Six months after the WIA report came out, the Natural Resources Defense Council (NRDC), a nonprofit environmental advocacy group based in New York, filed a legal petition with the U.S. Environmental Protection Agency (EPA) asking the agency to withdraw its approval of neonics. The petition said:

Given mounting scientific evidence that neonicotinoids are toxic to bees and threaten both individual and population survival, the agency should also initiate cancellation proceedings for all neonicotinoid pesticide products, beginning with those for which safer alternatives are available. In the meantime, however, EPA should take immediate steps to protect bees and to prevent ongoing adverse effects on the environment. ... EPA should — at a minimum — immediately initiate interim administrative review to evaluate the serious threat that neonicotinoids pose to bees.

"Unlike traditional pesticides that are typically applied to a plant’s surface, neonicotinoids are systemic pesticides that are absorbed into plant tissue, turning a plant into a “tiny poison factory” that emits toxins from its pollen down to its roots," writes toxicologist Jennifer Sass, an expert on U.S. chemical policy who serves as a senior scientist in NRDC's health program. "As non-selective pesticides, neonicotinoids do not discriminate between target and non-target insect species, including beneficial pollinators."

"We are still awaiting a response from EPA," Dr. Sass told AlterNet. "So far they have neither responded to our petition or taken any final action."


Bee activists rally in Toronto, Canada, on May 25, 2013 (image: arindambanerjee/Shutterstock.com)

Last year, Canadian beekeepers filed a class action lawsuit against pesticide giants Bayer and Syngenta, seeking $400 million in damages. The plaintiffs claim that the firms "were negligent in their design and development of the neonicotinoid pesticides." A 2013 study by Health Canada, the government health agency, detected the pesticides in 70 percent of dead bees.

Beeline to right-wing money

The agrochemical industry has poured millions of dollars into passing laws and managing public perception. In 2013, Bayer, the primary manufacturer of imidacloprid, spent nearly $5 million lobbying the U.S. federal government on a variety of legislative and regulatory matters impacting the food, pharmaceutical and biotech industries — including bee health and EPA regulatory actions regarding pollinator protection. In the same year, the German corporation BASF, the world's largest chemical producer, which holds the patent rights for producing and selling fipronil, spent $2.26 million lobbying the U.S. government, including efforts to make S. 1009, Modernization of the Toxic Substances Control Act, a bill regarding the EPA's regulation of chemicals, more industry-friendly. Bayer has also been fighting efforts to place a moratorium on neonics in the E.U. "Bayer Group has been shown up as a corporate bully, trying to silence campaigners who are standing up for bees," said Friends of the Earth, an environmental nonprofit.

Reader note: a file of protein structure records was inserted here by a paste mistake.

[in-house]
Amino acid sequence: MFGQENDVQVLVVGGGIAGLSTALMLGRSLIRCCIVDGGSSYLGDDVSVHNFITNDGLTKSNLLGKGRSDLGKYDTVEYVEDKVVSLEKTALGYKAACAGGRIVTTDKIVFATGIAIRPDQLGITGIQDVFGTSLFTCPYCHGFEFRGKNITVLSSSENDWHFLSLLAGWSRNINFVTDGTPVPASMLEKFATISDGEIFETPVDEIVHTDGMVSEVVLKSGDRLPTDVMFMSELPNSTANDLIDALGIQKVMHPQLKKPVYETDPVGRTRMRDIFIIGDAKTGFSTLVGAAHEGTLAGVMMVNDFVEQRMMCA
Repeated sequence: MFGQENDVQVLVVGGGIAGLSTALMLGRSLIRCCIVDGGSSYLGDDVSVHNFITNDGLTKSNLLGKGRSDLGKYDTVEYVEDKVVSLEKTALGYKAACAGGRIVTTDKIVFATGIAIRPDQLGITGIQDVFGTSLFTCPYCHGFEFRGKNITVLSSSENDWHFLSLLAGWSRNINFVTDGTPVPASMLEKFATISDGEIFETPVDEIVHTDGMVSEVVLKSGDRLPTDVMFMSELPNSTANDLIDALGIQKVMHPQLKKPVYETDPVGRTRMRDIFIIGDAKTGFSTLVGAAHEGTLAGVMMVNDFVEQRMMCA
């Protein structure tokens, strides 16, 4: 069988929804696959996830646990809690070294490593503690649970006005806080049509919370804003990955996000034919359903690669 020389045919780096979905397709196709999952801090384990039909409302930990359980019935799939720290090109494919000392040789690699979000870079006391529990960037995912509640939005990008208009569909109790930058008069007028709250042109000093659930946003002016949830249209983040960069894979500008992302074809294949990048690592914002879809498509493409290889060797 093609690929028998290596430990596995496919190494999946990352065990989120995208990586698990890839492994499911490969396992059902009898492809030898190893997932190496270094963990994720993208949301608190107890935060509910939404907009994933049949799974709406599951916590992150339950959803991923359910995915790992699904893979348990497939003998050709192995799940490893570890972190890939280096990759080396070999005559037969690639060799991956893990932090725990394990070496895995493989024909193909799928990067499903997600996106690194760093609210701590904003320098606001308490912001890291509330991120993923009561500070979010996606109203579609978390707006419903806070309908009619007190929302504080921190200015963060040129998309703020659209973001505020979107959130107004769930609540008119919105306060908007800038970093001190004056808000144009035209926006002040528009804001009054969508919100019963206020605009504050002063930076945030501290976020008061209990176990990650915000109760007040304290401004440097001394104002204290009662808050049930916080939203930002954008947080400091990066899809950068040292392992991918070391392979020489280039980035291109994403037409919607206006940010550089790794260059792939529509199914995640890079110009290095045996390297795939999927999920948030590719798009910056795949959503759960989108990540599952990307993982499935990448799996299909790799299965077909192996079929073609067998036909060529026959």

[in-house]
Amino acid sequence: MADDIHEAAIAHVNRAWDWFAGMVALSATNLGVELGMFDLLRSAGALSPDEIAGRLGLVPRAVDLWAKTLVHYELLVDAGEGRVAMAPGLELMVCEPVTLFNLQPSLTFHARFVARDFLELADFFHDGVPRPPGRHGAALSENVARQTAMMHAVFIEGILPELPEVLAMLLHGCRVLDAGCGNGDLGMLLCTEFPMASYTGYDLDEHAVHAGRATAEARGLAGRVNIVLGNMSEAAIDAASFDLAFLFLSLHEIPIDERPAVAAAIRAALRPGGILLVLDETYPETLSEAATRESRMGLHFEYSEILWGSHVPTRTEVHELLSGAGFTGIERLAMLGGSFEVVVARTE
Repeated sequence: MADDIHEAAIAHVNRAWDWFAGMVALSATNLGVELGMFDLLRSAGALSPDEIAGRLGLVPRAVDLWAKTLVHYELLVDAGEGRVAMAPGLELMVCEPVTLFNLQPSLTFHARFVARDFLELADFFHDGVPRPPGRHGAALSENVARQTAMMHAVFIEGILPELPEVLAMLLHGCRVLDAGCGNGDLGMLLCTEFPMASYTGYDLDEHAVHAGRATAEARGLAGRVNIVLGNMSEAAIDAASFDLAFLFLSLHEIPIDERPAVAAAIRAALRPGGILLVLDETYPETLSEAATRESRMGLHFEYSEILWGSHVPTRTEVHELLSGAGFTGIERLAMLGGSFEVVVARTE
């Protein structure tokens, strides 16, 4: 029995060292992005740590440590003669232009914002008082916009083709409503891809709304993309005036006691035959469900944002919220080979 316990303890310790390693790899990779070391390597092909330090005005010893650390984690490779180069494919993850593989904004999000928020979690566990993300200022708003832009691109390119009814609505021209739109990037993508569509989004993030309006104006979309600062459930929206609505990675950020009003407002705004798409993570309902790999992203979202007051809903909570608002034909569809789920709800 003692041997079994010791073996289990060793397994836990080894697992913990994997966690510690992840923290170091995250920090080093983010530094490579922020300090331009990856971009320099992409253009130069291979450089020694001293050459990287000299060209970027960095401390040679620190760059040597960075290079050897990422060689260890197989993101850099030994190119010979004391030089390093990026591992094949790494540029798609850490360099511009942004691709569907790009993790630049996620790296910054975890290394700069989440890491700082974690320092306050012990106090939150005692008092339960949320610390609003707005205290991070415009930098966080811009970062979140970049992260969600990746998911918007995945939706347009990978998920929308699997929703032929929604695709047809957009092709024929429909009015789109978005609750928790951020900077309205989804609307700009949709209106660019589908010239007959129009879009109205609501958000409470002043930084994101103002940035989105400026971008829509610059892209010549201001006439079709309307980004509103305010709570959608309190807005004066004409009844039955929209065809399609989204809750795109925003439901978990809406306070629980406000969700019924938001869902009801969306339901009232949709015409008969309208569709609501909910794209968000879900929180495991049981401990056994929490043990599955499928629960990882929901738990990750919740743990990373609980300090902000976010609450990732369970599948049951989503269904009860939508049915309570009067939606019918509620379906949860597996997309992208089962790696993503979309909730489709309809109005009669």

In addition to lobbying lawmakers and bullying activists, corporate interests are funding a propaganda machine that is working to discredit the science connecting neonics to bee deaths — the same machine that is propping up the pro-GMO, pro-pesticide agenda of Monsanto, Bayer, Syngenta and the other big players in the agrochemical industry. One of the most active cogs in this machine is the nonprofit Genetic Literacy Project (GLP), a GMO industry front group that is housed at the Statistical Assessment Service (STATS) program at George Mason University (GMU). According to Sourcewatch, "It seems that with the affiliation of the group with this right-wing university, significant work and output is being financially supported by GMU," whose major funders include ExxonMobil, the Charles G. Koch Charitable Foundation and the Searle Freedom Trust.